I was just sitting here at the computer ordering a few restock parts from McMaster-Carr. I am updating my starter and countersink drill bits both 60 degree and 82 degree. They generally last a long time but mine have seen better days. I’m getting a five piece set of each angle. I need a couple of #2-56 taps, two because I’ll break the first one. With two I won’t break either. That’s the way it works, I know.
OK, throw in some #2-56 flat head machine screws, only a few bucks…
What happened? (!!) That total can’t be +$80.00! Wow, its right. My theory is correct. It’s the little things that bite me the hardest.
My daughter is a professional photographer working for a large commercial corporation. Some of the studio cameras use lenses that mount on a lens board as you see here. That is not a real piece of board, but rather a cast aluminum plate. I think the idea is to make lens changes and adjustments easier.
On this one someone bought the lens board with a hole that was too small. Maybe they got a deal? You can always make a hole bigger right? Problem is most people do not know how to make the hole bigger. If they know, they probably don’t have the proper tool.
I was given another lens board with the hole being much larger than necessary. “Just make the small hole half way bigger than the large hole.” I was told. I love those accurate working dimensions. Ha!
It was dang close to being a 2 inch hole I suspected I needed. I bored the small one out to about 1.995 inches. I was actually thinking 2 inch but short is better than taking too much.
My daughter took the lens board to work and sure enough the hole was still too small. “It needs just a hair more, Dad!” was her request. Uh… “What color hair, kinky, curly or straight?” I went for red, curly.
In the pix I went out to 2.010, so I’ll see if I got the color right…
I have a decision I should make about building live steam locomotives. It’s not one I have to make but not making it is a decision in itself. In other words I am not at a stopping point where I have to make a decision to move on, but rather shall I continue where I am going or change direction. It is not a dilemma as none of the choices are truly unsatisfactory.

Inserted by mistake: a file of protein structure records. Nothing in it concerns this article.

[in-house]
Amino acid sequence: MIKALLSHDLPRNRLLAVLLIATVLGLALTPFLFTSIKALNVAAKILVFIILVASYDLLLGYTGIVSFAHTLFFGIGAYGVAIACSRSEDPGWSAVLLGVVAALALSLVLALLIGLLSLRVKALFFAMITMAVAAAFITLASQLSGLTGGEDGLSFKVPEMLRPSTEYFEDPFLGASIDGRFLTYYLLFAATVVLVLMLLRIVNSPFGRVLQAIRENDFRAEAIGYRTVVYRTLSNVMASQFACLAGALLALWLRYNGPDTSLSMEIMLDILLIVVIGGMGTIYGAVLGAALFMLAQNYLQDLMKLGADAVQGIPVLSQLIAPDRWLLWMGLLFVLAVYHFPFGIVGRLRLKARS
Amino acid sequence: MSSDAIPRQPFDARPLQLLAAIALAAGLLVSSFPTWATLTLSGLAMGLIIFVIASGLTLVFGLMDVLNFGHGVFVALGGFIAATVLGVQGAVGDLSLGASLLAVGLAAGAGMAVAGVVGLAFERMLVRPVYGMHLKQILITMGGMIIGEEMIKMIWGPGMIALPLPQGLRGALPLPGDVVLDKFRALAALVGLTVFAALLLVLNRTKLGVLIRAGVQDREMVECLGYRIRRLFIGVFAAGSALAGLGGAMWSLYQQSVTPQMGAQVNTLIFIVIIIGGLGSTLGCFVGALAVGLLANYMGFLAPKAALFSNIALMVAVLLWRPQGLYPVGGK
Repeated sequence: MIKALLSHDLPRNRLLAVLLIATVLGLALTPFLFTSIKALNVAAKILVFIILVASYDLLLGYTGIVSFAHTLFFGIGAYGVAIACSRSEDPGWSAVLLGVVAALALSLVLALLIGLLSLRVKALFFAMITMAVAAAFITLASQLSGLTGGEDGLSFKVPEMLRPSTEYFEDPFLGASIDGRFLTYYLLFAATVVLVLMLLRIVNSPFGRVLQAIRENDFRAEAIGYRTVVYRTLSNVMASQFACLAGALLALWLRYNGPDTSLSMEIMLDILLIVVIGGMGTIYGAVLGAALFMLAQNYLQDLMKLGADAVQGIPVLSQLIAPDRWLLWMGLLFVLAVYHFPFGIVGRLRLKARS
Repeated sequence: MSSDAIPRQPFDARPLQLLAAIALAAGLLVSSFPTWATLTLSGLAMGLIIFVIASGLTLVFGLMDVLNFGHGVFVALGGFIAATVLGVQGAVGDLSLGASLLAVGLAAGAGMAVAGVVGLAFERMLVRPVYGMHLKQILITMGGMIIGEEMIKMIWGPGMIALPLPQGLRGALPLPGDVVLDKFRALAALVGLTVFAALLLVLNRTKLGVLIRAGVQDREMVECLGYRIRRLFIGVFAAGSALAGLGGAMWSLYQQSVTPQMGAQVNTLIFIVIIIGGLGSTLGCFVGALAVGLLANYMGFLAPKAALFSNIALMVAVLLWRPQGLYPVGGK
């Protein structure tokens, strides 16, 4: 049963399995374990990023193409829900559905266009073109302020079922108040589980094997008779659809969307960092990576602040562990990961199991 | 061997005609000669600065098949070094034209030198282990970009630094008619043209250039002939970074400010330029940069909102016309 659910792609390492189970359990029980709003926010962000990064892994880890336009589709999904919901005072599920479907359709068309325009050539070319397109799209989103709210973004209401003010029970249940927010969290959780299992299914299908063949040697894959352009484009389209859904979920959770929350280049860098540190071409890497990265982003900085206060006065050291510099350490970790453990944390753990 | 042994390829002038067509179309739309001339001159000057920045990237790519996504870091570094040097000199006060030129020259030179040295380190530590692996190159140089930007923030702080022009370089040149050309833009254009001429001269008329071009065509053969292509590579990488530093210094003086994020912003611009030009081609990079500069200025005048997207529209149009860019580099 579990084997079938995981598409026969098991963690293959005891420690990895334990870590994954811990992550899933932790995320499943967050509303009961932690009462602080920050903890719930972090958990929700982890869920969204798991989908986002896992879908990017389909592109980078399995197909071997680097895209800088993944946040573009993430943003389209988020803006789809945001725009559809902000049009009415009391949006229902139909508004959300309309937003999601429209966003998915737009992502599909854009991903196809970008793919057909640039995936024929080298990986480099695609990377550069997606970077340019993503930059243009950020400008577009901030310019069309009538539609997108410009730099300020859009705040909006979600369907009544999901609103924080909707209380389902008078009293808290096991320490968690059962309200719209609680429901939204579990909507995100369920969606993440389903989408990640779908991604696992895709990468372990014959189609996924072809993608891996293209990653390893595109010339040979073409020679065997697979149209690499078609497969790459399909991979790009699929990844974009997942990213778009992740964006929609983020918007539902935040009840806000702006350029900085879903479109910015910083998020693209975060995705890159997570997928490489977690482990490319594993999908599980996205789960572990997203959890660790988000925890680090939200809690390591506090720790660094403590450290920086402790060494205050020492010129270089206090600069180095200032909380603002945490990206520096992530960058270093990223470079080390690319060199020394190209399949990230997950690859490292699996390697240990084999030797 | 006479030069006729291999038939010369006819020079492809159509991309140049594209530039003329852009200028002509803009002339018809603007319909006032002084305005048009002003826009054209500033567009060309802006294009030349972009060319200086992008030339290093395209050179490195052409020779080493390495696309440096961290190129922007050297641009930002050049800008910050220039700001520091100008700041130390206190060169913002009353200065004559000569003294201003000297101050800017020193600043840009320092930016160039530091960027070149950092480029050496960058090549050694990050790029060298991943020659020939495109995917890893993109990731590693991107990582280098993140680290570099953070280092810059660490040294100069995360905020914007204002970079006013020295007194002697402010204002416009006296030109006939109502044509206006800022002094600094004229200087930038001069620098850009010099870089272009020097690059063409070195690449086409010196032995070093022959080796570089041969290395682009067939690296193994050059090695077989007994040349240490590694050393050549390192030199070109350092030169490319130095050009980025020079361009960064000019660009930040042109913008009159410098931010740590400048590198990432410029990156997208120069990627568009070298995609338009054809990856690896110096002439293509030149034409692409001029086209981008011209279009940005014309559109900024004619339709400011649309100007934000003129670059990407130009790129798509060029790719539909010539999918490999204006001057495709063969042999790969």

So I went back and read some of my own writings from around year 2003 that I posted in my The Hobbyist Machine Shop website. Hard to believe I started my publishing seven years ago. I see that most of my interests and goals have not changed in all that time.
Back then I said my plan was to design and build my workshop and machine tools to a size where I could work on live steam model locomotives in a scale size of ½ inch to ¾ inch. Mission accomplished. What has not been accomplished is actually completing any projects of that type. I do have some work done in ¾ inch scale on the Pennsy A3 Locomotive but the nearly three year layoff didn’t speed that project along.
What I noticed from seven years ago is that I said my primary interest was in ½ inch scale with ¾ inch my upper limit. I feel that is still true. So why did I start building in ¾ inch scale? There are several good reasons.
Number one is the outstanding publication of engine projects in that scale by Kozo Hiraoka. Second is the fact the parts are large enough that my PN is not much of a problem as it would be with very small parts. Third, the scale locomotives look wonderfully massive, complex and… Continue reading